The Lexus LC5 00 was probably the best-looking Lexus we’ve seen for decades, even if I’m still not crazy about that grille and I know they’re hiding Egyptian symbology in the headlights. Now there’s a hybrid version, the LC 500h, and it’s an interesting mix of high-tech and a transmission that seems deceptively retro.

The LC 500h is using something Lexus is calling “the world’s first Multi Stage Hybrid System,” which they explain is a hybrid system designed for performance vehicles. Lexus says the goal is to get the best balance of performance and fuel consumption, as well as to create “a more sporting and engaging driving experience by closely aligning engine speed with throttle inputs,” according to their press release.

What I think this means, translated from PR-speak, is that they, like every other human and higher primate on the planet, find that driving with a CVT-equipped car feels weird, and that disconnect between throttle input and engine speed is the main reason. CVT-equipped cars (which hybrids usually are) do exhibit unfamiliar-feeling traits, like the engine revving higher than the speed would suggest, or lagging when you stomp the gas. I’ve yet to meet someone who likes it.

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Lexus goes into more detail on their solution:

The new Multi Stage Hybrid System marries the elements of a traditional full hybrid powertrain -including a 3.5 litre V6 petrol engine, a powerful electric motor and a lithium-ion battery pack to a 4-speed automatic gearbox mounted at the rear of the hybrid transmission. The electric motor generates better acceleration feel than a conventional engine, and adding physical gears more closely aligns engine rpm with the driver’s inputs. The result is a much more direct connection between the accelerator pedal and vehicle acceleration, and 0-100 km/h times well into the sub-5 second range.

So, we’ve got a 3.5-liter V6 and an electric motor (combined HP is listed as 354HP), with , and they’re both married to a four-speed auto. The heyday of four-speed autos was in the ‘90s, and perhaps Lexus won a warehouse full of old Accord trannies at auction, but I think the real reason is to eliminate the annoying CVT feel.

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So, why only four speeds, in this era of seven- and nine-speed autos? I suspect it’s because for the lower-end ratios, the electric motor provides all the low-end torque needed, and more gear ranges are likely not needed there. I’m guessing a bit here, but I suspect the result is something that feels much more natural when driven hard.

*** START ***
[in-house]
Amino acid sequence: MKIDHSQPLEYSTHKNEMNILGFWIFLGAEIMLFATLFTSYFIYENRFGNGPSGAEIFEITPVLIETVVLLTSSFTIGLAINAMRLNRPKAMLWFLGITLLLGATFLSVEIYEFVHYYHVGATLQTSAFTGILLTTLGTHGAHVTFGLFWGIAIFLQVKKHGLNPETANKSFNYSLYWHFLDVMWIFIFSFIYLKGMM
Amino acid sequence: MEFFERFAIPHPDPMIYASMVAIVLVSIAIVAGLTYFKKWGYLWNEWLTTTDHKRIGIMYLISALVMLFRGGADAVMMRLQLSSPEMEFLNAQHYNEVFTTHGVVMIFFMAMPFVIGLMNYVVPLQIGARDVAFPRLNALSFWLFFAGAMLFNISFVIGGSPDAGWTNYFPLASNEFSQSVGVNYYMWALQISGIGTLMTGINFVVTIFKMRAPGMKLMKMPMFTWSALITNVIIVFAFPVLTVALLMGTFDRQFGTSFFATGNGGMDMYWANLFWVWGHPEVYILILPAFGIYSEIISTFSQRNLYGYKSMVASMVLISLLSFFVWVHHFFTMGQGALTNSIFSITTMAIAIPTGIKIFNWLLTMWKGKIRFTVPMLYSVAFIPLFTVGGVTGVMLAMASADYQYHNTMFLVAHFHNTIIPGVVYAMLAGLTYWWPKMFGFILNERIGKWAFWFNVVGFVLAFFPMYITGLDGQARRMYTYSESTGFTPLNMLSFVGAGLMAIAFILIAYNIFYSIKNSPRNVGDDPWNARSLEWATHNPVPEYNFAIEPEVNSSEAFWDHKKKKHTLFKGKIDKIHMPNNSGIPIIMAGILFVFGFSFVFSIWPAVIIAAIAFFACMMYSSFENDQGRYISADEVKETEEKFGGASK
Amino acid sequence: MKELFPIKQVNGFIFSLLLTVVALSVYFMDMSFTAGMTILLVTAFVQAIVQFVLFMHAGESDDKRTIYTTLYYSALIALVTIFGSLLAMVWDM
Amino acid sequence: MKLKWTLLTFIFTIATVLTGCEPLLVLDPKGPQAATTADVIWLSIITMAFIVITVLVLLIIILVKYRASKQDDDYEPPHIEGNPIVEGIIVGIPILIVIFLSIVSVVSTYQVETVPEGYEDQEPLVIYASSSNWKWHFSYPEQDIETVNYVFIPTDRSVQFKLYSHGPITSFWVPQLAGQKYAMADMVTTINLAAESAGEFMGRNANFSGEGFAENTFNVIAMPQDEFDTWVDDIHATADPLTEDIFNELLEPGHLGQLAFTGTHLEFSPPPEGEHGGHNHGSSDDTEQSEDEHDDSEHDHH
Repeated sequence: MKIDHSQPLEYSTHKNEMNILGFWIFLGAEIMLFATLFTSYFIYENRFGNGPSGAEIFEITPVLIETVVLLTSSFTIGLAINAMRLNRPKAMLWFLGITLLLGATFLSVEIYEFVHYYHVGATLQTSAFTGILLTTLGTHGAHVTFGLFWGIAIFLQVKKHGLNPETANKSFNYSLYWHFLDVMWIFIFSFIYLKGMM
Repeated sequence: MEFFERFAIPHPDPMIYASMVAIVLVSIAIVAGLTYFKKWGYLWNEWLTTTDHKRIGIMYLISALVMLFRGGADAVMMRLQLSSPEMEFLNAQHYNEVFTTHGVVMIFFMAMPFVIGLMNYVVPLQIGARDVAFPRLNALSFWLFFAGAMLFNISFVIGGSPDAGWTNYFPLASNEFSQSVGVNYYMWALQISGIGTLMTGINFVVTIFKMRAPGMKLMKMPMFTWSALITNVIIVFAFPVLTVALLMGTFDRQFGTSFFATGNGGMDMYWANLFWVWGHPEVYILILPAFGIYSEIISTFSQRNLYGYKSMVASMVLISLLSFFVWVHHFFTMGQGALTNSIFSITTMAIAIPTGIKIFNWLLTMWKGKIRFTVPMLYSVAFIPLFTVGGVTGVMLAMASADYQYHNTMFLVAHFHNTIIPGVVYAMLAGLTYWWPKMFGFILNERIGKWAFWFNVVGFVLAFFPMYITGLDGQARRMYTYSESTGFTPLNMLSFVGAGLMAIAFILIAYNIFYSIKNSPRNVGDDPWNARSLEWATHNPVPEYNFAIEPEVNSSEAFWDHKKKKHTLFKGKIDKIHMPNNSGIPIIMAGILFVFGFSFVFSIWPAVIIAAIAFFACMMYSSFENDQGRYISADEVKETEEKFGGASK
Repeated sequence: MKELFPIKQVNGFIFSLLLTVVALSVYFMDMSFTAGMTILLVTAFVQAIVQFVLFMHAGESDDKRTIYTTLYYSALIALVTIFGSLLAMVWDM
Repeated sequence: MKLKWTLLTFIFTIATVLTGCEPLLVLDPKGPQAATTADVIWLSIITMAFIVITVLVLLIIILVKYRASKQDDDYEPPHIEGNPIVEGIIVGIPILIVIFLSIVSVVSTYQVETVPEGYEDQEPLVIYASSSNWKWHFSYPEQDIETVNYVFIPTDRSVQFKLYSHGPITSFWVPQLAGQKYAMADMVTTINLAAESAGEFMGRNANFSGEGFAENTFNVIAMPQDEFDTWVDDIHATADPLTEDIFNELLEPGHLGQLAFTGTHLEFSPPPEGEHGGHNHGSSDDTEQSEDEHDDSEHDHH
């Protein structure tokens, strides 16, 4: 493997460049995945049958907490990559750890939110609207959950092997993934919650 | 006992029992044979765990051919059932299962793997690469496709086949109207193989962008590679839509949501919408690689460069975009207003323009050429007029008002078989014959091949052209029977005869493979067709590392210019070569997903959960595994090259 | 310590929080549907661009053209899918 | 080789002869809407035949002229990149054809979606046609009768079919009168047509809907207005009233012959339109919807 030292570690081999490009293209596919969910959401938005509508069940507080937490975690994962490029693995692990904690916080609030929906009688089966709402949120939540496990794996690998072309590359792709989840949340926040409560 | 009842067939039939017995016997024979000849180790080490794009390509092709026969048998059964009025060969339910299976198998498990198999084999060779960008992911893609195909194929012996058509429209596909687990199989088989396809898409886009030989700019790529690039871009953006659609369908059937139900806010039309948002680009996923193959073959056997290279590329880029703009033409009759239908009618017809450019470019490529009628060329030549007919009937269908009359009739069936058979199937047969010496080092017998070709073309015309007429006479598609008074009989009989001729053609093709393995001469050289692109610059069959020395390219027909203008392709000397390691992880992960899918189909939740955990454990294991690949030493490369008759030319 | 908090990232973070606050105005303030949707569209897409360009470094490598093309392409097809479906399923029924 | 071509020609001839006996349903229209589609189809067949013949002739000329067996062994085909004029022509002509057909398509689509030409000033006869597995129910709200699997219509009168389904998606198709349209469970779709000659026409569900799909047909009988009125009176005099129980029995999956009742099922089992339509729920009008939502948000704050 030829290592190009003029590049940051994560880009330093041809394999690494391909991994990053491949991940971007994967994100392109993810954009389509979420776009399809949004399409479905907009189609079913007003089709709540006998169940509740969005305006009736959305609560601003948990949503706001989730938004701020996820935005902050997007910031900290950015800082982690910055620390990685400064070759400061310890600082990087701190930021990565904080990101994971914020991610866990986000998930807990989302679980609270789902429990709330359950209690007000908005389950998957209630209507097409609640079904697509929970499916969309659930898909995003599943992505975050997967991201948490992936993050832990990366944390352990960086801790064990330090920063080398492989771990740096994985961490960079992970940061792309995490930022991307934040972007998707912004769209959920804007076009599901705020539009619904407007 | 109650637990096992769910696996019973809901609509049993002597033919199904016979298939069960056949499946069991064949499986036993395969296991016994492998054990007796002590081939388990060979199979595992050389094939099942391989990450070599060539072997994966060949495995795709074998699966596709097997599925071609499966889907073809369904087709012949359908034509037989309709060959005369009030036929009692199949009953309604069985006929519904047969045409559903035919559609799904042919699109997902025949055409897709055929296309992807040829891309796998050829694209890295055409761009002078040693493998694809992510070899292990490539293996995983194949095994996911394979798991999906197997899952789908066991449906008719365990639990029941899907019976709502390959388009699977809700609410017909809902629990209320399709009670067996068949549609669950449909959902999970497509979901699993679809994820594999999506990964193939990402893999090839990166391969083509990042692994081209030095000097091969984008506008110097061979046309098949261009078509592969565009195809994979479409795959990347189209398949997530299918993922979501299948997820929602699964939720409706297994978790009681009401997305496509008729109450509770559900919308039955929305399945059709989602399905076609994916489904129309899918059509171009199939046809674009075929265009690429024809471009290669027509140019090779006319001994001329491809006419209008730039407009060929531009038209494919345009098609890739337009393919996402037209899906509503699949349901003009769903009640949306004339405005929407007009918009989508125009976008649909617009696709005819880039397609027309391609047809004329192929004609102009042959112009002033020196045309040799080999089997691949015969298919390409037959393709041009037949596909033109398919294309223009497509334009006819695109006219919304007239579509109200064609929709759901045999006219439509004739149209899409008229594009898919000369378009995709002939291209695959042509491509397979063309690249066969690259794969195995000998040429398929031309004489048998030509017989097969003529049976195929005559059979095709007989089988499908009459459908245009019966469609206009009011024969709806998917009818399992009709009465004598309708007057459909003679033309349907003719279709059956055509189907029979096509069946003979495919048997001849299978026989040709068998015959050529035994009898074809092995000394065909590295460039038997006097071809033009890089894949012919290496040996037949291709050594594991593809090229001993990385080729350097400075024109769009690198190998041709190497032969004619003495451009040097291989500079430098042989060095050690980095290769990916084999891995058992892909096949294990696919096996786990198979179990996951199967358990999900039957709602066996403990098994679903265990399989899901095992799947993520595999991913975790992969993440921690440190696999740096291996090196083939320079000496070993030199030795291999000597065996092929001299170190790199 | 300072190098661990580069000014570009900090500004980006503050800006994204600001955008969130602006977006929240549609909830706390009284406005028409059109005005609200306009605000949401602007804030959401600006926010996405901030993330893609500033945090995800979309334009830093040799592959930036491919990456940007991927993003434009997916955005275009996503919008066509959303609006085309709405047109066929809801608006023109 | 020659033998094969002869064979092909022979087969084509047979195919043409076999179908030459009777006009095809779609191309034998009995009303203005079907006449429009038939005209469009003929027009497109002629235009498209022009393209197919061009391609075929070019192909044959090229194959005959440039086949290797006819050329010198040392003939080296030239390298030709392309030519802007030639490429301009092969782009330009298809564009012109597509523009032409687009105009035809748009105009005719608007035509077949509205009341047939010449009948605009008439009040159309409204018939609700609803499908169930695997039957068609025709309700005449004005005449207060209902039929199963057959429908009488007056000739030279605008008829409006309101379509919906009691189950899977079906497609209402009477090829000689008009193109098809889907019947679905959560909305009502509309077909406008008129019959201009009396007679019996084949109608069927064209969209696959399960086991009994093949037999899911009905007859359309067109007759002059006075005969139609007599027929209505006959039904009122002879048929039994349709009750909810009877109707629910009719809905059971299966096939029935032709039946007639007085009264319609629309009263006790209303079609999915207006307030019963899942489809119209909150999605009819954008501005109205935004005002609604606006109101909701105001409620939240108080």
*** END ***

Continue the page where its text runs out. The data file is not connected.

So, as much as I kid the throwback transmission choice, I suspect it makes a lot of sense in context.

The LC5 00h is built on Lexus’ all-new rear-drive platform, called GA-L. The mass of the powertrain is behind the front axle, creating a front-mid layout, and the center of gravity is set quite low, thanks to aluminum hood and door skins, and composites for the trunk lid, among other things.

The car looks great from pretty much every angle other than the front, I think, and that’s even with the significant burden of Lexus’ often overdone design language. Lexus says pretty much the same thing in their PR:

The LC 500h is enveloped by a glamorous exterior which represents a uniquely evocative, more fluid interpretation of Lexus’ L-finesse design philosophy.

... I’m taking the “more fluid interpretation” to mean they finally got their designers to tone down all the weird overdone folds and creases and curves they usually ladle on their cars. It’s a little odd, because the three tenets of Lexus’ L-Finesse design ‘philosophy’ are

Seamless anticipation, incisive simplicity, and intriguing elegance

It’s odd because ‘simplicity’ isn’t a word I’d use to describe any recent Lexus, and the other two things are pure PR horseshit. Seamless anticipation? Someone at Lexus please explain what the hell you mean by that.

Overall, the LC 500h looks to be a very appealing car: striking looks, the potential for good performance, all with hybrid economy. I’m curious to see how it seems when it’s out in the open at the Geneva Auto Show very soon.


Contact the author at jason@jalopnik.com.